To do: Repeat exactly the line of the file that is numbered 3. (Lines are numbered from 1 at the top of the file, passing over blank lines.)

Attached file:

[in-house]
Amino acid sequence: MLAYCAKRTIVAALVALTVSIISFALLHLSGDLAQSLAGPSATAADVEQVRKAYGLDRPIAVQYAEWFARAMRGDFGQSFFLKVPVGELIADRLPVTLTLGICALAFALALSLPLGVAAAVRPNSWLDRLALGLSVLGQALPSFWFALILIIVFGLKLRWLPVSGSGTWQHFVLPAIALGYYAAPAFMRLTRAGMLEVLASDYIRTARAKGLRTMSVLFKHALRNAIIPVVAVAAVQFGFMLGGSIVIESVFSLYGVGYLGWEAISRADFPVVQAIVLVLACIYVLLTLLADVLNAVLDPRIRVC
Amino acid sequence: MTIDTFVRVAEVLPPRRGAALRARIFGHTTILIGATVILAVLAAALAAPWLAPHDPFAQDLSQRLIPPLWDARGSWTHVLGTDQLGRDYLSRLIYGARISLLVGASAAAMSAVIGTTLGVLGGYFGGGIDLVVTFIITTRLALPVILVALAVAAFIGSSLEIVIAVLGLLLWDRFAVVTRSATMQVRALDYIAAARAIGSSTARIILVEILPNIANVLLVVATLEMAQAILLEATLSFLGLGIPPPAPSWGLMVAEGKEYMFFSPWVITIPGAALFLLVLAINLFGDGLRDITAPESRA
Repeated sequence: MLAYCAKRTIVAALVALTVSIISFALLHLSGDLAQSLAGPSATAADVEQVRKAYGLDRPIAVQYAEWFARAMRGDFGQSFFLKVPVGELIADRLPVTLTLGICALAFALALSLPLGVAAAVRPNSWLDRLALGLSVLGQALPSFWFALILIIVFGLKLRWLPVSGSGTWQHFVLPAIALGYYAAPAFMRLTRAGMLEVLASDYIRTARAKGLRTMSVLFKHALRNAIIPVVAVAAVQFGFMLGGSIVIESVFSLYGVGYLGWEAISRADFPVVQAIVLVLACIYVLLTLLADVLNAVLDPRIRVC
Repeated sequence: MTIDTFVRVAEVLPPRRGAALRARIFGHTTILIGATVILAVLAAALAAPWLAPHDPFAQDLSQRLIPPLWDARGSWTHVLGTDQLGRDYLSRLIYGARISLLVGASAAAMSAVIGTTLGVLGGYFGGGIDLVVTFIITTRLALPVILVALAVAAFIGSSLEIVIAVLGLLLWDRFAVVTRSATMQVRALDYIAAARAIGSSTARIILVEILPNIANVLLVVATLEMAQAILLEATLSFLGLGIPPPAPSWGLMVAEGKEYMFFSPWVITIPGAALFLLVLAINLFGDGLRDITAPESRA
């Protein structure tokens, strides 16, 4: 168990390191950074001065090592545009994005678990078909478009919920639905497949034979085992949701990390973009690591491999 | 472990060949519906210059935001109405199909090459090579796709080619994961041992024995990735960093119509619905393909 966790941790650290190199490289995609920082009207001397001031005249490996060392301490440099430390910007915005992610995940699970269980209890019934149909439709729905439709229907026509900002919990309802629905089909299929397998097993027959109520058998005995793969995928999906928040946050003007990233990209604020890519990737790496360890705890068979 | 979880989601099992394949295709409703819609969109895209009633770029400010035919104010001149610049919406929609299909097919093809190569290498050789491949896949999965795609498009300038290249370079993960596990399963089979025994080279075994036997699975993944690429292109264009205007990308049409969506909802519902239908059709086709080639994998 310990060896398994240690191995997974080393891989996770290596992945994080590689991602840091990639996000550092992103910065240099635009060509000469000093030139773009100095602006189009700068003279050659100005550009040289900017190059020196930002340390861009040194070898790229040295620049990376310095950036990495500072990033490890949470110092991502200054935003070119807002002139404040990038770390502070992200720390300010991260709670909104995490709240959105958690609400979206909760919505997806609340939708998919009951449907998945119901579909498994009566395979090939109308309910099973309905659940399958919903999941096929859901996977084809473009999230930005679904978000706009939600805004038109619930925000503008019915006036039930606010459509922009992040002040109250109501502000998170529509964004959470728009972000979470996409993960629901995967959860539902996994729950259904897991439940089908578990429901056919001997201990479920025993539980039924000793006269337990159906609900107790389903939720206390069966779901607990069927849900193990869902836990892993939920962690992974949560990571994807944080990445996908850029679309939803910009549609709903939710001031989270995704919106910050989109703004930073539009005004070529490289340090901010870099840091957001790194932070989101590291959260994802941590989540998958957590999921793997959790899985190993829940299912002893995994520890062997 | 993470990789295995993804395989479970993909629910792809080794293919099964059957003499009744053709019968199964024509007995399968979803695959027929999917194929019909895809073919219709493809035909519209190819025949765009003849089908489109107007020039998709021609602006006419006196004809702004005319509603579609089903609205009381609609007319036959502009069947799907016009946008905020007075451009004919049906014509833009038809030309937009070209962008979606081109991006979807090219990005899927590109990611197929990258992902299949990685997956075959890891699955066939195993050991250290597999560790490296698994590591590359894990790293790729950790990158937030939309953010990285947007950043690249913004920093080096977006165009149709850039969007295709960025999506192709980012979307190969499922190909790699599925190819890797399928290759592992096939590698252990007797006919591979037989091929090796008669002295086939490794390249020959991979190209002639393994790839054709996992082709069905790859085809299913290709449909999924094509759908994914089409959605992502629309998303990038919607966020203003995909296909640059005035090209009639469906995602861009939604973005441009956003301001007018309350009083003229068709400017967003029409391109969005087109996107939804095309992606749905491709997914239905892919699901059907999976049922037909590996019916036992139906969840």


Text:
Amino acid sequence: MTIDTFVRVAEVLPPRRGAALRARIFGHTTILIGATVILAVLAAALAAPWLAPHDPFAQDLSQRLIPPLWDARGSWTHVLGTDQLGRDYLSRLIYGARISLLVGASAAAMSAVIGTTLGVLGGYFGGGIDLVVTFIITTRLALPVILVALAVAAFIGSSLEIVIAVLGLLLWDRFAVVTRSATMQVRALDYIAAARAIGSSTARIILVEILPNIANVLLVVATLEMAQAILLEATLSFLGLGIPPPAPSWGLMVAEGKEYMFFSPWVITIPGAALFLLVLAINLFGDGLRDITAPESRA